-q N   Orders rate to quit after	outputting N reports.

       -r N   Time-based report	generation policy. The reports will be	dumped
	      on stdout	every N	seconds. This is the default (with N = 1).

       -s N   Capture at least N bytes.	For performance	reasons, rate does not
	      acquire the whole	packet from network, it	just  reads  and  pro-
	      cesses  first  N	bytes. The default is 64 bytes,	which might be
	      not enough if you	are using complicated BPF expressions or  fil-
	      tering the packets using a regular expression. In	such cases, it
	      is good to set the capture length	to MTU on the  interface.  The
	      value  is	automatically increased	to at least 1500 (which	is the
	      default MTU for an Ethernet interface) if	one of -x,  -E	or  -T
	      options  is  used.  This option does NOT affect statistical data
	      (amount of bytes,	per-second byte	rate) collected	by rate	-  the
	      accounted	packet size is always the 'real' one.

       -S N   Save the whole specified option set into a file in your home di-
	      rectory (~/.rate.modes) under the	name N.	The option  set	 might
	      then be recalled using the -L option.

       -v     Print  exact  values.  Normally, rate uses SI prefixes (like k -
	      kilo, M -	mega, G	- giga,	T - tera) to make the printed  numeric
	      values more attractive for a human being.	The -v option disables
	      this feature, causing rate to print exact	values.

       -w     Clear the	screen before printing each report. This assumes  your
	      terminal is capable of understanding certain control sequences.

       -x r   Regular  expression-based	filtering. This	option will cause rate
	      to ignore	packets	that DO	NOT match  specified  regular  expres-
	      sion.  Before any	tests, NUL characters occuring in a packet are
	      replaced with an other character,	as specified in	the -0	option
	      (the  default  is	 '@').	Consult	regex(5) manual	for a detailed
	      description of POSIX regular expressions.	 In addition to	 stan-
	      dard  regex  syntax, you may use the \r (CR), \n (LF), \t	(TAB),
	      \\ (\) and \xNN (hex NN) special sequences.

       These options are used to choose	between	 one  of  the  four  operation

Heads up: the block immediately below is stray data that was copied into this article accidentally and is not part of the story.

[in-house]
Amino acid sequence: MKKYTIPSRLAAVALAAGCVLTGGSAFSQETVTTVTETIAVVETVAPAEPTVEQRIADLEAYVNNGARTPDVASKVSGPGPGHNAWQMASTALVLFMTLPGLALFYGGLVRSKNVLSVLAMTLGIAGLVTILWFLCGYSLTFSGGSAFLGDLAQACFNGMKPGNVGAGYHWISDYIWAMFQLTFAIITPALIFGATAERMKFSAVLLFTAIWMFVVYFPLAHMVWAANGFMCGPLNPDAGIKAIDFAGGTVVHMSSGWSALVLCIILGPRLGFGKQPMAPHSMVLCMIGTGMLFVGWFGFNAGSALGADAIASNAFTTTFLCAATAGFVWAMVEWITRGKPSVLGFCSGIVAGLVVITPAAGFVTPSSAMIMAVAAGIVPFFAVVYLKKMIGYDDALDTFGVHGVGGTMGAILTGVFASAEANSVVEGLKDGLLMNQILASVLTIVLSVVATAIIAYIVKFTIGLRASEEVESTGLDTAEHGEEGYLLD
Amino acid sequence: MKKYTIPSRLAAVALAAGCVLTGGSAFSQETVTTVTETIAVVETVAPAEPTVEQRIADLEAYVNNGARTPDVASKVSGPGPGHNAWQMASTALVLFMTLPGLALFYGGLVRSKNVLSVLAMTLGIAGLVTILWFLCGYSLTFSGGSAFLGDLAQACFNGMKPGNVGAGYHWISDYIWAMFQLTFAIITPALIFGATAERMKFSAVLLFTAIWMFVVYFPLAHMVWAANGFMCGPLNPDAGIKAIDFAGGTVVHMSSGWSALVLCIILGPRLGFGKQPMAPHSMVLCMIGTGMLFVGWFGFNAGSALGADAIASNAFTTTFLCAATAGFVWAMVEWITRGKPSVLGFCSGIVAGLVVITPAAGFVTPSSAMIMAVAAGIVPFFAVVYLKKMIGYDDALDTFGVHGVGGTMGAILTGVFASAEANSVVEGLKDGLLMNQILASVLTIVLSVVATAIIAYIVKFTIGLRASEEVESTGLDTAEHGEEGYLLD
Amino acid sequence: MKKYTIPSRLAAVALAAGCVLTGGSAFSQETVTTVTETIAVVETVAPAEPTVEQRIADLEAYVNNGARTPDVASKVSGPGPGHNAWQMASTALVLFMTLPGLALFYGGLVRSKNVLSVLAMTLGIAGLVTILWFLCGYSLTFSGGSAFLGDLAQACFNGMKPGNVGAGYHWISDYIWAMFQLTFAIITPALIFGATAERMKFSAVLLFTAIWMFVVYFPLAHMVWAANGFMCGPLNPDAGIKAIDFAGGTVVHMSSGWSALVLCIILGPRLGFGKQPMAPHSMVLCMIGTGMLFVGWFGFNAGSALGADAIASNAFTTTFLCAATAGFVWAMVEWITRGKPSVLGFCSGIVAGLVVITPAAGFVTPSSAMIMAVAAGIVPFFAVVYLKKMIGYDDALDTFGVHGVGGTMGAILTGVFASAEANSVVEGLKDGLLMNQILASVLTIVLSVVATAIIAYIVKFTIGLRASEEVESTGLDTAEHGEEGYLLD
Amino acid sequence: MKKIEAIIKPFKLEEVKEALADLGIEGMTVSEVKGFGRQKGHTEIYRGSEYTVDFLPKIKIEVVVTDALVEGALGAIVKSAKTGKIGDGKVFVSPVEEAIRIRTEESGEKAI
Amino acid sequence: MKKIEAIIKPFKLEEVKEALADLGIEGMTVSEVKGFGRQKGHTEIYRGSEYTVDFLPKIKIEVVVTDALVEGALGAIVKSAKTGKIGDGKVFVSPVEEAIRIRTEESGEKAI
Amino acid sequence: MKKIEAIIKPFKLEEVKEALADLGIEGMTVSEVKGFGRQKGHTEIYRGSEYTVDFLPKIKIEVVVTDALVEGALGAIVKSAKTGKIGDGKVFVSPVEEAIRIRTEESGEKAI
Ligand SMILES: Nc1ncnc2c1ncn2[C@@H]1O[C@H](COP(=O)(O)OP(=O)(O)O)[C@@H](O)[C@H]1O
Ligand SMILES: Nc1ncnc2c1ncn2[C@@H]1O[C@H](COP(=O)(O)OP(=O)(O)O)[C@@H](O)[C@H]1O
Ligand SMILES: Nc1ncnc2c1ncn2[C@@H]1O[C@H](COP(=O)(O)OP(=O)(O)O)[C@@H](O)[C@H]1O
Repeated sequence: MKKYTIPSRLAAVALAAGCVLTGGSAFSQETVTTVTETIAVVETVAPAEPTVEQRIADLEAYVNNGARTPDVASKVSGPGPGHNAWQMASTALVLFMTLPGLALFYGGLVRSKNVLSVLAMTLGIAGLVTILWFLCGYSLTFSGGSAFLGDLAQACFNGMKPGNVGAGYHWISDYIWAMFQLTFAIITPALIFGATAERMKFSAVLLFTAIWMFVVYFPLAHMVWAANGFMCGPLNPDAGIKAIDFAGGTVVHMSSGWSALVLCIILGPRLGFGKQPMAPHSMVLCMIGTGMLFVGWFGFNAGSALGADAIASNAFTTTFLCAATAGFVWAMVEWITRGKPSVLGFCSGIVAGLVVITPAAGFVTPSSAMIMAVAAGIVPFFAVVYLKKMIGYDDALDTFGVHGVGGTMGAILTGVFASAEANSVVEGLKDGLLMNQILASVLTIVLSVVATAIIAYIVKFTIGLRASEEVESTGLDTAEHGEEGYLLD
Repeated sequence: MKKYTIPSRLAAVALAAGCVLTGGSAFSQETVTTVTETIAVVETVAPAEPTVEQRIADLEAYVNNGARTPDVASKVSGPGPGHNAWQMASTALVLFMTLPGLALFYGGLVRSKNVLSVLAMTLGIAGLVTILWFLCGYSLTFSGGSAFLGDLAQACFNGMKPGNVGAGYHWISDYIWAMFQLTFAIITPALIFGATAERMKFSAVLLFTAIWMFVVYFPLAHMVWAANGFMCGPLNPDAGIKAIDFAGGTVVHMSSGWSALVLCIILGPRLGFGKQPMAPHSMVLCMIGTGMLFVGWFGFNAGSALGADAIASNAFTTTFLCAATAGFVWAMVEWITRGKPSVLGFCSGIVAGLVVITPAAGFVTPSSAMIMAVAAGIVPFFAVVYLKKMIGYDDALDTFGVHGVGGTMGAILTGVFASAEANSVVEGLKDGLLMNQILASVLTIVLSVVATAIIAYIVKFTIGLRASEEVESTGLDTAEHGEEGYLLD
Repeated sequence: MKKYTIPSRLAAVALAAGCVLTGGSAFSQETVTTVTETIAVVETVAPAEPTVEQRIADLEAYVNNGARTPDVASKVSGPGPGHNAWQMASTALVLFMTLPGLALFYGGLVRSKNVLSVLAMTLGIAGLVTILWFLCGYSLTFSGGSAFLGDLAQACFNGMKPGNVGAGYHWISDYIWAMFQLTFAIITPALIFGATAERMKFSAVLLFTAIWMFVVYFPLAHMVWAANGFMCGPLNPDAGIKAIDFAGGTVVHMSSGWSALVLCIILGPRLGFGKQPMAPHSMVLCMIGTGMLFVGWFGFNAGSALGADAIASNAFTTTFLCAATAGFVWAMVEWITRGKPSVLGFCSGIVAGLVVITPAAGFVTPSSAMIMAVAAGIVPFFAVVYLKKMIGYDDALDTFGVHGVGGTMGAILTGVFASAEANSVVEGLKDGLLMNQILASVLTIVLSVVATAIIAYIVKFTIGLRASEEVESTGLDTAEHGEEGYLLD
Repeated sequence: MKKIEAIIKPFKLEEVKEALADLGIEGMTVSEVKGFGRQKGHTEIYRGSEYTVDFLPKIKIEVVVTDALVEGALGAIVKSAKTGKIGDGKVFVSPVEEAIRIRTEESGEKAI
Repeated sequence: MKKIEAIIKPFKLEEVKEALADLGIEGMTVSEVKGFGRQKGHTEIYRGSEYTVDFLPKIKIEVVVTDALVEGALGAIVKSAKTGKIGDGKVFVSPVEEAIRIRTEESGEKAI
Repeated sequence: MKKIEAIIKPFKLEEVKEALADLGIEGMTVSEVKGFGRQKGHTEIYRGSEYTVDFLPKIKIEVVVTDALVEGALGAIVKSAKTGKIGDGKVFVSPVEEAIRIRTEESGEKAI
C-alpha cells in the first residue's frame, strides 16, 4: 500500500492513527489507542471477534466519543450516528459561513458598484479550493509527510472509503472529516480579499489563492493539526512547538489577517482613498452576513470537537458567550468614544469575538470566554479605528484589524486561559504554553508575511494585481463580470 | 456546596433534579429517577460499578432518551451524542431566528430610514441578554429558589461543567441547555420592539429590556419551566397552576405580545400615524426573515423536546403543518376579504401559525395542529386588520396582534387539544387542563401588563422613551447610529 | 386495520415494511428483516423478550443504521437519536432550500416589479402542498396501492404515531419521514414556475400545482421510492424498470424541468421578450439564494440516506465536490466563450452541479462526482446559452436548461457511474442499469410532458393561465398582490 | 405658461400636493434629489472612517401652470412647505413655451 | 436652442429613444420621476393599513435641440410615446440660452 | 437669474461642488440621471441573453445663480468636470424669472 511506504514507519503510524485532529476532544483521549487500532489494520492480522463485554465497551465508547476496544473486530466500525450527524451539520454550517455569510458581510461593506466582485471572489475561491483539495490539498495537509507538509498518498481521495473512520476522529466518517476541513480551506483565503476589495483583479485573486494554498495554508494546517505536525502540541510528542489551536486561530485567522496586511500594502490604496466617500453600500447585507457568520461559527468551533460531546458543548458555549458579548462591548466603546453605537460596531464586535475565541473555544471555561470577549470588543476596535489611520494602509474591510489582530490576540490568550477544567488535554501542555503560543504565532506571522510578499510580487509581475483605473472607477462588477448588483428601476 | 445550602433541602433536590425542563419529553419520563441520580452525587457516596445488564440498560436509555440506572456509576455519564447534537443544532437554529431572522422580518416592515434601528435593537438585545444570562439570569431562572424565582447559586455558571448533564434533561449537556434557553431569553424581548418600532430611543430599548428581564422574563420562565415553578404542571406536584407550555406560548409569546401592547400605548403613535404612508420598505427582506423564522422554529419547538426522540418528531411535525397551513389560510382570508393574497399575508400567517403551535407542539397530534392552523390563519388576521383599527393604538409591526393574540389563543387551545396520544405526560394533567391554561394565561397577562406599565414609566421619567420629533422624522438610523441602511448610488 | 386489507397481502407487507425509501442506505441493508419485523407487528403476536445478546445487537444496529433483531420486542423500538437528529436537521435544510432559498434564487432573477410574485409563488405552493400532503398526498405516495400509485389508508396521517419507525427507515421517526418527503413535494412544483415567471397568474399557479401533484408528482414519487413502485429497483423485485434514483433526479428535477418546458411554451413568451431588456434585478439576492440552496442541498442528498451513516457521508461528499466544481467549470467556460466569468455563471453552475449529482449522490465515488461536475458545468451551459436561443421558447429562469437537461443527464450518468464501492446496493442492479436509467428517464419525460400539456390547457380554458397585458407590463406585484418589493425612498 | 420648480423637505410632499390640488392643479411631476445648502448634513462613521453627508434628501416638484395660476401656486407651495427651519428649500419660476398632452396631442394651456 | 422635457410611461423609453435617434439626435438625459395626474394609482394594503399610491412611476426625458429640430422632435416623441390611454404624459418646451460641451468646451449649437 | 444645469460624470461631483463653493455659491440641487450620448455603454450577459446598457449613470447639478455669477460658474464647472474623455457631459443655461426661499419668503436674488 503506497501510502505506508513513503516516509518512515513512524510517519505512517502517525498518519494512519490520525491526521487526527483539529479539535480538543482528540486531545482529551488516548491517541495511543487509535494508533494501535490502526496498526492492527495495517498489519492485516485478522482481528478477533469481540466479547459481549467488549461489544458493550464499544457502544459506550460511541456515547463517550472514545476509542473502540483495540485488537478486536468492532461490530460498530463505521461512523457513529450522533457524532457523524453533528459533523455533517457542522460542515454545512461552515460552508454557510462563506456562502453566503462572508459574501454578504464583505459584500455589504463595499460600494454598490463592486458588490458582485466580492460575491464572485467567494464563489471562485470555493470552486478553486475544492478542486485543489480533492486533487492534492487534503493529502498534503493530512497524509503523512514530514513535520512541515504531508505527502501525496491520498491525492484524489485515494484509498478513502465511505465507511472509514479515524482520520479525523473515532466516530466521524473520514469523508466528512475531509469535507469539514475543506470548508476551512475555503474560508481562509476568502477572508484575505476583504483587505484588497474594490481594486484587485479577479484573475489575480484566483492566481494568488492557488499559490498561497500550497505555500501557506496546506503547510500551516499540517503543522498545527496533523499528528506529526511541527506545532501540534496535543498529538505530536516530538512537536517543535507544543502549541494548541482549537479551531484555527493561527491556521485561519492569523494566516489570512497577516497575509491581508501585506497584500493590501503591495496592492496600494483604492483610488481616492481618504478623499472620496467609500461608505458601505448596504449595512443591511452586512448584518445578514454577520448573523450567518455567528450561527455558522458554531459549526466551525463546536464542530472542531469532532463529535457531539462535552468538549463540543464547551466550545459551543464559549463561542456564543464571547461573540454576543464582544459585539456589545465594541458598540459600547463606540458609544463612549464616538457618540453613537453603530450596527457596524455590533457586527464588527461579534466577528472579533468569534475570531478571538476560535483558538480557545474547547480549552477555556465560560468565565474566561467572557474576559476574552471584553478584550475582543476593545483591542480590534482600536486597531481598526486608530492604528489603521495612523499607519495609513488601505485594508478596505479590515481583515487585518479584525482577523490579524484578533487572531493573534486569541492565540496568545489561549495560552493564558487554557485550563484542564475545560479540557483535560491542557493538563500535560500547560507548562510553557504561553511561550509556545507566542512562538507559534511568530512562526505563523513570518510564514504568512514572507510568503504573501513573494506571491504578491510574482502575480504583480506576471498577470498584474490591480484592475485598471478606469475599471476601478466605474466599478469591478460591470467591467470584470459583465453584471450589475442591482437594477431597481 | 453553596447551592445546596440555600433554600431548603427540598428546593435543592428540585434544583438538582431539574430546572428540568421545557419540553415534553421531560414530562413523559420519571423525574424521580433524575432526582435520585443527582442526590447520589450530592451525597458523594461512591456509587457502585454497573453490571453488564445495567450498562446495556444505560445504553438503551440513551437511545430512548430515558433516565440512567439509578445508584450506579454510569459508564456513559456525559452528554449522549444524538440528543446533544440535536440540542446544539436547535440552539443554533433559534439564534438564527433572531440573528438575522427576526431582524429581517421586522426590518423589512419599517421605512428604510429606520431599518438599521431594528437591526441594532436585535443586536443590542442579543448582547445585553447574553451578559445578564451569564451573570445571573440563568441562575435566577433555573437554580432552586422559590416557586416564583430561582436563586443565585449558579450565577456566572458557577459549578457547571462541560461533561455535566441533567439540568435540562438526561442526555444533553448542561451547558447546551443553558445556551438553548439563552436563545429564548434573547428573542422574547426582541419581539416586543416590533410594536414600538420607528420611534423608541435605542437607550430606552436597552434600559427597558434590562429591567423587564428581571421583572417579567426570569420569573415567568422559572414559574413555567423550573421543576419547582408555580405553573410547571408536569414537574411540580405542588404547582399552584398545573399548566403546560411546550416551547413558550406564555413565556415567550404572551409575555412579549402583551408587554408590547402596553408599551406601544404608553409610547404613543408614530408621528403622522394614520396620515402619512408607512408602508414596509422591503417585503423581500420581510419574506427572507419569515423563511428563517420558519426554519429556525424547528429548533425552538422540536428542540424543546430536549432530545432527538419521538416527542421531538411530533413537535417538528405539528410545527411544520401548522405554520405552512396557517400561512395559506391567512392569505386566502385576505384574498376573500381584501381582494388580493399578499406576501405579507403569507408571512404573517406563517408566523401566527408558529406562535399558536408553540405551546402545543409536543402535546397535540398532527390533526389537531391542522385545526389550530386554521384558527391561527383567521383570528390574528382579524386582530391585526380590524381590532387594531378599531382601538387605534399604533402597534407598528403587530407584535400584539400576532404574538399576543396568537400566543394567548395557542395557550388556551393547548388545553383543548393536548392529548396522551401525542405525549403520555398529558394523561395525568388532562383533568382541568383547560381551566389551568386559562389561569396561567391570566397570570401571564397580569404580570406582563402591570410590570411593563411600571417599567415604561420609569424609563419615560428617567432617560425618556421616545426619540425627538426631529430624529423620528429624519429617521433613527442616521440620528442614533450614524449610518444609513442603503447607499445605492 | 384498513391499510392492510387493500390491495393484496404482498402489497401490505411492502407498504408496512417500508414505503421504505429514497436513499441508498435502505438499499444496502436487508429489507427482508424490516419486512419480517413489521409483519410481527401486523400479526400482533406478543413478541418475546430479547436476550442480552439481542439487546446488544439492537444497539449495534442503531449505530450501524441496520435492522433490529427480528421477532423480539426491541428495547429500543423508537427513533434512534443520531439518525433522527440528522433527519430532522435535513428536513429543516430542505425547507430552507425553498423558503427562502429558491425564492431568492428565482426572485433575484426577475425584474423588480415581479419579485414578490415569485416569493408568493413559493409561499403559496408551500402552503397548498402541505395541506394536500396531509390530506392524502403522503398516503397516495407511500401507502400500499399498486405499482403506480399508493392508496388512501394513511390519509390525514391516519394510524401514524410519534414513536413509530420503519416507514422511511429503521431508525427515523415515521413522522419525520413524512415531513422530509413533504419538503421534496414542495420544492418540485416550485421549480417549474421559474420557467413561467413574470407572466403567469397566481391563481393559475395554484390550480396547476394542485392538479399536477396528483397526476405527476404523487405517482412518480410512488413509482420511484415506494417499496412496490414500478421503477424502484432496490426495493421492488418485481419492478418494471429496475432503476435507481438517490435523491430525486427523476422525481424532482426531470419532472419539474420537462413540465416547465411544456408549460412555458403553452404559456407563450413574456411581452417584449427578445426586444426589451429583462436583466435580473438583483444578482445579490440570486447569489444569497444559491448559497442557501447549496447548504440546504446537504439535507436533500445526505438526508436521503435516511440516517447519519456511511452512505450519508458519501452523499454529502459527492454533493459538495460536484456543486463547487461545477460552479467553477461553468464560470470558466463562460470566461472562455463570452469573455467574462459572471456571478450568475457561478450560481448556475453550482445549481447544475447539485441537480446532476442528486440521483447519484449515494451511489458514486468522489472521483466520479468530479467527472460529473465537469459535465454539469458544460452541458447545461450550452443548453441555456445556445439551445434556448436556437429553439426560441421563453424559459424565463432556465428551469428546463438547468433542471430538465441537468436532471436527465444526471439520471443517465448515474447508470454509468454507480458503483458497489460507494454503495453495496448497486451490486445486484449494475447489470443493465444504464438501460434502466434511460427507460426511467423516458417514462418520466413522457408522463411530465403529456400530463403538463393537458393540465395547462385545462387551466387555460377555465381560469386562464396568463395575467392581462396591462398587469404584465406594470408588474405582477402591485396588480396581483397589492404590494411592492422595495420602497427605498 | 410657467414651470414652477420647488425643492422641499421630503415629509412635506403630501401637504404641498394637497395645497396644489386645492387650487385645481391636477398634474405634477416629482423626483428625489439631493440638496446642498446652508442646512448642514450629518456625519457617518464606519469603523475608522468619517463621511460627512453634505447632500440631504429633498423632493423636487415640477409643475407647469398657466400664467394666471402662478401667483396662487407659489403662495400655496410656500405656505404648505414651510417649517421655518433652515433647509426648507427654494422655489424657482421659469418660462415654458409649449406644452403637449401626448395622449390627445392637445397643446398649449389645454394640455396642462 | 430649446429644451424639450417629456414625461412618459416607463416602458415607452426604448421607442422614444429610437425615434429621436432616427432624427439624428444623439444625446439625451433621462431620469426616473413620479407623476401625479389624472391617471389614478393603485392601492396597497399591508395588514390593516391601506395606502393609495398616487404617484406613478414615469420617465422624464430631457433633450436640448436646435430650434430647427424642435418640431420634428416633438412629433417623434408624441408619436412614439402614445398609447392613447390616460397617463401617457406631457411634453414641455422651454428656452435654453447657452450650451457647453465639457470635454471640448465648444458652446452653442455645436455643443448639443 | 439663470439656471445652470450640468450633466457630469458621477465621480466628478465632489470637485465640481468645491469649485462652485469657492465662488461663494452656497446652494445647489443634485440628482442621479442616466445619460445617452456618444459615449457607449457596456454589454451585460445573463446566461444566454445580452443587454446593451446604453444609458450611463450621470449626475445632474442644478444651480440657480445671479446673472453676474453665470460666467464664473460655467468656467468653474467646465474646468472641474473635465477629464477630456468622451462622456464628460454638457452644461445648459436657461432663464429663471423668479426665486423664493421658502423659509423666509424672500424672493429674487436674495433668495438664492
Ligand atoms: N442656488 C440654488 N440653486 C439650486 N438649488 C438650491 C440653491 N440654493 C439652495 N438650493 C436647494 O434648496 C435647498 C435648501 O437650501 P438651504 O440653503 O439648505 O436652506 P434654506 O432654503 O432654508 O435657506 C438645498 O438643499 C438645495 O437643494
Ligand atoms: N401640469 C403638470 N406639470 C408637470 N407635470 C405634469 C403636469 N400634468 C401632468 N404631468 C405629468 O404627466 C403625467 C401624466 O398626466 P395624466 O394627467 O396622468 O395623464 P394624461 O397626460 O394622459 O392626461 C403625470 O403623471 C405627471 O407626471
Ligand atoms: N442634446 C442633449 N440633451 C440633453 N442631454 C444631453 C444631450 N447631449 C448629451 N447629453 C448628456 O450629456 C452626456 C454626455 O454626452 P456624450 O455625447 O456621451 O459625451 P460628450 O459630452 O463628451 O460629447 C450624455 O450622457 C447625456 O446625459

modes.  It is necessary to specify exactly one of them. After specyfing
       a mode selecting	option,	you may	pass  the  mode-specific  options  de-
       scribed	below, depending on the	selected mode.	No generic options are
       allowed though -	all the	generic	ones have to be	passed BEFORE the mode
       selecting option.

       -R     Enable  the  rate	 estimation mode. See the RATE ESTIMATION MODE
	      section for details.

       -A     Enable the "abusers detecion" mode. See  the  ABUSERS  DETECTION
	      MODE section.

       -T     Enable  the  stream  analyzer mode. See the STREAM ANALYZER MODE

       -E     Enable the regular expression extractor mode. See	the STRING EX-
	      TRACTING MODE section.

       rate [...] -R -h

       rate [...] -R [-b] [bpf filter expression]

       In  this	 mode,	rate  just  shows overall traffic generated by packets
       matching	the specified (generic)	filtering options (-f,	-x).  The  re-
       ports in	this mode are just one-line long:

       =_ Currently XXX	Bps/YYY	pps, Average: ZZZ Bps/TTT pps

       Where of	course,	XXX and	YYY are	the byte and packet per	second values,
       measured	since the last report, while ZZZ and TTT are  the  rates  mea-
       sured since the application started.

       Available options:

       -b     Use  bit units. The output is to be presented in bits (b)	rather
	      than bytes (B).

       -h     Help. Dumps a short hint on mode-specific	options	available  for
	      this mode, and forces rate to quit.

       rate [...] -A -h

       rate  [...] -A [-a n] [-b] <-c c/p [-c c/p [-c c/p ...]]> [-dflt] [-O |
       -M] [-P | -B] [-T | -R] [bpf filter expression]

       This mode is designed for hunting network nodes that  generate  highest
       traffic.	 An  independent  set  of counters is allocated	for every host
       from every specified IP subnet. On a report event, a list of  hosts  is
       composed,  sorted  by  one of the counters (depending on	OMPBTR sorting
       options), and top entries (and values of	their counters)	are  displayed
       on stdout. Available options:

       -a N   Print N top nodes.

       -b     Use  bit units. The output is to be presented in bits (b)	rather
	      than bytes (B).

       -c C/P Consider nodes from this IP subnet. The network mask has	to  be